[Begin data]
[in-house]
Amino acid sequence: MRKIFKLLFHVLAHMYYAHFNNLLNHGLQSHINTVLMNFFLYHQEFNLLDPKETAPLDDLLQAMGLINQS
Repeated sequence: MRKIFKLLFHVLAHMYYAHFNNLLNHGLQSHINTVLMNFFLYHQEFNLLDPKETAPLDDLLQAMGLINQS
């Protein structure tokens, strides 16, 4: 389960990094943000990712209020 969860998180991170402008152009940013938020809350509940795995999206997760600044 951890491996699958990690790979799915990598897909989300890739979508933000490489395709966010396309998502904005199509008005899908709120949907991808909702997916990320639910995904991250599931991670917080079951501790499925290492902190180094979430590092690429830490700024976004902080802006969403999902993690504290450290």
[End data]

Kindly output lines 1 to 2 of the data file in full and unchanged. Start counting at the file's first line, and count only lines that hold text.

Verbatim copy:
[in-house]
Amino acid sequence: MRKIFKLLFHVLAHMYYAHFNNLLNHGLQSHINTVLMNFFLYHQEFNLLDPKETAPLDDLLQAMGLINQS